by Kent Buse

Years ago, as the international community debated how to respond to Kofi Annan's call for a radical and new multilateral funding body for global health, sceptics questioned whether or not new money for AIDS treatment would be wasted. Africa, so the narrative went, didn't have the wherewithal to deliver medicines to those who needed them - moreover, Africans would not be capable of sticking to a demanding treatment regime. Then there was the issue of who would pay.

Now, with more than six and a half million people on life-saving treatment in lowand middle-income countries, the majority of whom are Africans, sceptics have been forced to reassess their views. Simply put, the AIDS response is rightly viewed as one of the greatest success stories in modern global public health. Over the same period, rates of new HIV infections have fallen by more than twenty percent - and 56 countries have seen a decline in new infections or stabilised their epidemics. In 2010, almost 60 percent of pregnant women living with HIV received antiretroviral therapy to prevent transmitting the virus to their child; up from just 15 percent in 2005 (and Botswana, Lesotho, Namibia, South Africa and Swaziland reached the goal of providing drugs to 80 percent of pregnant women living with HIV). In many countries, HIV prevalence has dropped dramatically among young people - largely due to changes in sexual behaviour.

Investments in science and innovation have started paying dividends. The ground-breaking HPTN 052 trial revealed that when a person living with HIV adheres to an effective treatment regimen, the risk of transmitting the virus to their partner(s) can be reduced by 96 percent.

Huge gains have also been made in addressing some of the HIV-related human rights agendas. Ignorance and fear of AIDS have given way to compassion and greater understanding. A range of discriminatory and punitive laws have been repealed - including on travel restrictions, prohibitions governing same sex relationships, the selling or buying of sex, and access to harm reduction services for people who inject drugs.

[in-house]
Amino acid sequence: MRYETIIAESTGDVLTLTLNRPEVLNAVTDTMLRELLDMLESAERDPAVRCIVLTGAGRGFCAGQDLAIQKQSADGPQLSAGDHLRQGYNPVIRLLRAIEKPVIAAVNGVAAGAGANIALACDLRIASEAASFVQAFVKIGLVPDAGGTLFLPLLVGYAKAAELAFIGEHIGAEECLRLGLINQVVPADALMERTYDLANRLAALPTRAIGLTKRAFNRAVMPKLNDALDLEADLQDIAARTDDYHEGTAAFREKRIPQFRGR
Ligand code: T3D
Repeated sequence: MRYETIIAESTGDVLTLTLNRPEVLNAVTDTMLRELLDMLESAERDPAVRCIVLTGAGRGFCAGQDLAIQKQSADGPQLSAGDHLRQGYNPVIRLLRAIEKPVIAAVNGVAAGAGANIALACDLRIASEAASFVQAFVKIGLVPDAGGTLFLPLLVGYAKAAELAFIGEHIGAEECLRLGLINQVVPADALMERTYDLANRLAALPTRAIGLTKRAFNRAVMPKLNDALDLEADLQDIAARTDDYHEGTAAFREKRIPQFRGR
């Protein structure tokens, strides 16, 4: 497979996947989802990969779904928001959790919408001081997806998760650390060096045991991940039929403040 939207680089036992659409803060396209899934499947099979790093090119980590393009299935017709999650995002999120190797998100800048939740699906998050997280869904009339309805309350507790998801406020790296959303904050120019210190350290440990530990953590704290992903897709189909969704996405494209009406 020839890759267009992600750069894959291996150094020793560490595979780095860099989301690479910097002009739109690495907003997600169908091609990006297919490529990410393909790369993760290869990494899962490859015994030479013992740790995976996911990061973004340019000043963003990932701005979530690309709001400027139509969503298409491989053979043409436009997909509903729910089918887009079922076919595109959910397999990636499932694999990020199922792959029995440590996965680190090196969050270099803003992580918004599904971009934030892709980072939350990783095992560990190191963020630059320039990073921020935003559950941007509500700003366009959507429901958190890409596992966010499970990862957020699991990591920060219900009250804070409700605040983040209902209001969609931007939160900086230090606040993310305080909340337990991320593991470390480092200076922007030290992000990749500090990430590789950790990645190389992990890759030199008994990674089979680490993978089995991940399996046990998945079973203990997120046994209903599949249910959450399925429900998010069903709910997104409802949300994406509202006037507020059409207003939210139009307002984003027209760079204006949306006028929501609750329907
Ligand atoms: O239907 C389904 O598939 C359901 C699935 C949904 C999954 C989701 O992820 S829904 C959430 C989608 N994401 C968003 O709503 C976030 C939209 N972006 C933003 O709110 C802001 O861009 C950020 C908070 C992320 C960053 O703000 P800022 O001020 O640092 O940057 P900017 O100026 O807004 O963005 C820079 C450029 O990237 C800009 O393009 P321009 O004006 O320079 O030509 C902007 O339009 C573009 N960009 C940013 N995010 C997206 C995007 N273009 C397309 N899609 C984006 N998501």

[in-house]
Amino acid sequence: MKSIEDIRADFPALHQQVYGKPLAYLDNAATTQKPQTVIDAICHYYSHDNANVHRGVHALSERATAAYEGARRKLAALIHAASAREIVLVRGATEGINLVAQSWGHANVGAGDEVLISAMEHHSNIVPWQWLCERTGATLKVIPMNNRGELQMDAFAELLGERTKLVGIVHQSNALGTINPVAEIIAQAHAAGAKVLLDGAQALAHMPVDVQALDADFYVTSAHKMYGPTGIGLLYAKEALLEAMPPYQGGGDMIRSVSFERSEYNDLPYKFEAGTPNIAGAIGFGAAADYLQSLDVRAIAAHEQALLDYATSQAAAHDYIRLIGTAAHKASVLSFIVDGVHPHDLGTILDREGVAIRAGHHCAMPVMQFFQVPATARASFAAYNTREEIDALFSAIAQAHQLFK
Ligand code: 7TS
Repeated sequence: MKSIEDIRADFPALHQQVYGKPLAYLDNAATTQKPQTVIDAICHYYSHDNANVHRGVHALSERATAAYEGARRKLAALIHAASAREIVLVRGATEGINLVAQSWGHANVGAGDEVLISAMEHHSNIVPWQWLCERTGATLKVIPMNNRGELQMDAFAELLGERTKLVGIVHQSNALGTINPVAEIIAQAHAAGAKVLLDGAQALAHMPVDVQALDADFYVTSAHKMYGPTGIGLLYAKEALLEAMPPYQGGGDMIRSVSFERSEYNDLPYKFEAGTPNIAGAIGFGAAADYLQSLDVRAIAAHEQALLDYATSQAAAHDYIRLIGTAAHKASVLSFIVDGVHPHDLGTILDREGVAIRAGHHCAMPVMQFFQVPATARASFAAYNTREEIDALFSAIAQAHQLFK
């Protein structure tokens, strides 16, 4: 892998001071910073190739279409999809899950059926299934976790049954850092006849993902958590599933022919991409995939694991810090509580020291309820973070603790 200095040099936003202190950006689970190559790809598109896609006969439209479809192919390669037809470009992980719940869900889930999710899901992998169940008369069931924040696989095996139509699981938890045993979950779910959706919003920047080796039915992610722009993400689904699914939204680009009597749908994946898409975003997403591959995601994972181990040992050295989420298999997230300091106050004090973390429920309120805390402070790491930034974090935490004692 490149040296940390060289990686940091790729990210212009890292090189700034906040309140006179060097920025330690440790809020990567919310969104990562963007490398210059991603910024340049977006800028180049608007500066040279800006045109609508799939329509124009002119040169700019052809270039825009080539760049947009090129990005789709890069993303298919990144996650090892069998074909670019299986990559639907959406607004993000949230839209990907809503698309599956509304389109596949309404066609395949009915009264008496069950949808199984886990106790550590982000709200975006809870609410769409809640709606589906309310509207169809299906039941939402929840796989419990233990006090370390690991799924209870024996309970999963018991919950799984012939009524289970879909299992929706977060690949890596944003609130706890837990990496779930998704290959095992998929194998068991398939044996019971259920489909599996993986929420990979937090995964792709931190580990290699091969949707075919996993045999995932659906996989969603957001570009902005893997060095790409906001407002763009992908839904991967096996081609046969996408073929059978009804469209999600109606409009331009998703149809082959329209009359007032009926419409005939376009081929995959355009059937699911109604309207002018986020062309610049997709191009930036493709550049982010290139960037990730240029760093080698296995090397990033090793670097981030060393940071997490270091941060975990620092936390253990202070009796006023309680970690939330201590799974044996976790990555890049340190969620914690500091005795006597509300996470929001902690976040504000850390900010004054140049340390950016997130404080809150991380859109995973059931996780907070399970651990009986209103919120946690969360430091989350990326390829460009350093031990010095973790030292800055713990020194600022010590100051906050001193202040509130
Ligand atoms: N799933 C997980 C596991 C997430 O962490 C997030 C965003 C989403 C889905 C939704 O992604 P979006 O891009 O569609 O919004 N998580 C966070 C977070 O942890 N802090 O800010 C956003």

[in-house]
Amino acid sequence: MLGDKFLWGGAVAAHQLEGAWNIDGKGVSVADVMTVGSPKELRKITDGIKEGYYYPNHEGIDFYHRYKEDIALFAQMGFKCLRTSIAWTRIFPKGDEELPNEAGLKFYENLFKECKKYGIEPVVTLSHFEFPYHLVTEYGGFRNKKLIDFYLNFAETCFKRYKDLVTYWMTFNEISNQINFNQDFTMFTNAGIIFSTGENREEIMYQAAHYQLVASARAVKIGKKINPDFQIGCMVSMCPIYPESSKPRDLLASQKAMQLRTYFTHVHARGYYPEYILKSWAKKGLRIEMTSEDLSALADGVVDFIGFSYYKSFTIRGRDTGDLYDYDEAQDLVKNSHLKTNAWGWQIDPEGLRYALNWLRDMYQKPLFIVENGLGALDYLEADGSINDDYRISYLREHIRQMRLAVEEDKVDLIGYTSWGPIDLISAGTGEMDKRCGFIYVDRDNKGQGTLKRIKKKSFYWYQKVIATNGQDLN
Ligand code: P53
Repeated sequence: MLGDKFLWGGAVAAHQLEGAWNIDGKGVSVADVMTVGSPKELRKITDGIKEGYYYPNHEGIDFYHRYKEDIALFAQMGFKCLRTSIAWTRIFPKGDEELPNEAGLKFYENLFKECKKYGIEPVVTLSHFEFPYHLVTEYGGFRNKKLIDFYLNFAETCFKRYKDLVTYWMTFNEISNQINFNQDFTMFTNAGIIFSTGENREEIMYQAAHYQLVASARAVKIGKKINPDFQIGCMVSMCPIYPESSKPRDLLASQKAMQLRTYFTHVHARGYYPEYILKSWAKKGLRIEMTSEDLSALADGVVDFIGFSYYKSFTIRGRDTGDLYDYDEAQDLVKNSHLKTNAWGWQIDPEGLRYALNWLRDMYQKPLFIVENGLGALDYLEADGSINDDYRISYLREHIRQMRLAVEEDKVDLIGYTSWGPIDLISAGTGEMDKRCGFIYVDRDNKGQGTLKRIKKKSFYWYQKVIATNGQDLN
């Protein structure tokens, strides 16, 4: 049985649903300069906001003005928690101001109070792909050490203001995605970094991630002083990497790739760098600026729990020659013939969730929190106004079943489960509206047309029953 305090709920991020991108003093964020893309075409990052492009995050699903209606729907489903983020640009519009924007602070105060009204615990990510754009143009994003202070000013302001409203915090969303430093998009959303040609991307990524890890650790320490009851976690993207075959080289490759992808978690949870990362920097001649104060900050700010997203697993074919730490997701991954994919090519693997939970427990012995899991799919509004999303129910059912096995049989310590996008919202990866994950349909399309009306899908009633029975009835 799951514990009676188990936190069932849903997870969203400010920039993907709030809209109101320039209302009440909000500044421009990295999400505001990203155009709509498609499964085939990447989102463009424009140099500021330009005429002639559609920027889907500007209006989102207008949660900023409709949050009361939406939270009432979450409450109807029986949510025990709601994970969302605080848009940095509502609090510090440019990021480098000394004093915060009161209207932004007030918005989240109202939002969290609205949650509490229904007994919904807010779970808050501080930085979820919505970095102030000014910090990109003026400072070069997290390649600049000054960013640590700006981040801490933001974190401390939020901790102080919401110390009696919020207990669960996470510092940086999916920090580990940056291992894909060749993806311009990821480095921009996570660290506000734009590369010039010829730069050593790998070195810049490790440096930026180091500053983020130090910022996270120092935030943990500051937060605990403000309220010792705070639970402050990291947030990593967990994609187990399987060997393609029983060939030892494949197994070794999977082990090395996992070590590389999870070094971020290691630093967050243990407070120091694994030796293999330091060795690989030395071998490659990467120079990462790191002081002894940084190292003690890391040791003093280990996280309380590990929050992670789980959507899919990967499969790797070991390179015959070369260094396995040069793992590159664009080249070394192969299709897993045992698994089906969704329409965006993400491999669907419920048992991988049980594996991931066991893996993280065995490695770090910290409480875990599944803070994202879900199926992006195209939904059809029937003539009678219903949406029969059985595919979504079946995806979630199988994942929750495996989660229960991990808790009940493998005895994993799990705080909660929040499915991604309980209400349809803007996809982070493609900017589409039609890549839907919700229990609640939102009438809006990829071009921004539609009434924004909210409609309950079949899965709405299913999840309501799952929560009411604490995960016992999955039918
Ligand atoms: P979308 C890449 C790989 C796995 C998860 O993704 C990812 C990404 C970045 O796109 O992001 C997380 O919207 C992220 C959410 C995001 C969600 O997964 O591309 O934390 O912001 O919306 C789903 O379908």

As we mark the 30th anniversary of the epidemic, we are poised on the edge of a historic opportunity. United States Secretary of State Hillary Clinton spoke recently of ushering in "an AIDS-free generation." Such a goal would have been unimaginable even a few years ago. Now the first AIDS-free generation is held up as a policy priority of the biggest donor of the AIDS response. How did this happen and what comes next?

The AIDS response has always been remarkable - and fundamentally different to the way other global health challenges have been tackled. People living with HIV and AIDS mobilised in unprecedented ways. In the early days, the gay movement (mainly in the global North) drove attention to the issue, but they were soon joined by people living with HIV in all corners of the world. Other groups of people at higher risk of infection - including sex workers and people who inject drugs, as well as the women's movement - also rallied around the cause. The early activists deployed a range of tactics including strategic campaigning, civil disobedience, direct action and litigation. As a result, clinical trials and drug registration were fast-tracked; international trade rules were reinterpreted to enable a flourishing trade in generics, thereby facilitating an unprecedented reduction in the prices of medicines; the pharmaceutical industry came under pressure to offer discounted prices to low-income countries; many private sector companies stepped in to treat their staff and family members; other firms contributed funds and logistics to national responses; and global solidarity resulted in a tenfold increase in funding for the response between 2001-2009. The movement managed to shift discourse on public health by focusing attention on the social, political and economic determinants of risk and vulnerability to disease and the need to address harmful social norms. It is a response marked by innovation. Currently, young people from the around the world are using social networking media and 'crowdsourcing' to develop a new global Youth HIV Strategy. Yet perhaps most importantly, people living with and affected by HIV demanded that their preferences and expertise be taken into account in the planning and delivery of services - "nothing for me without me" made services more responsive and kept policymakers on their toes.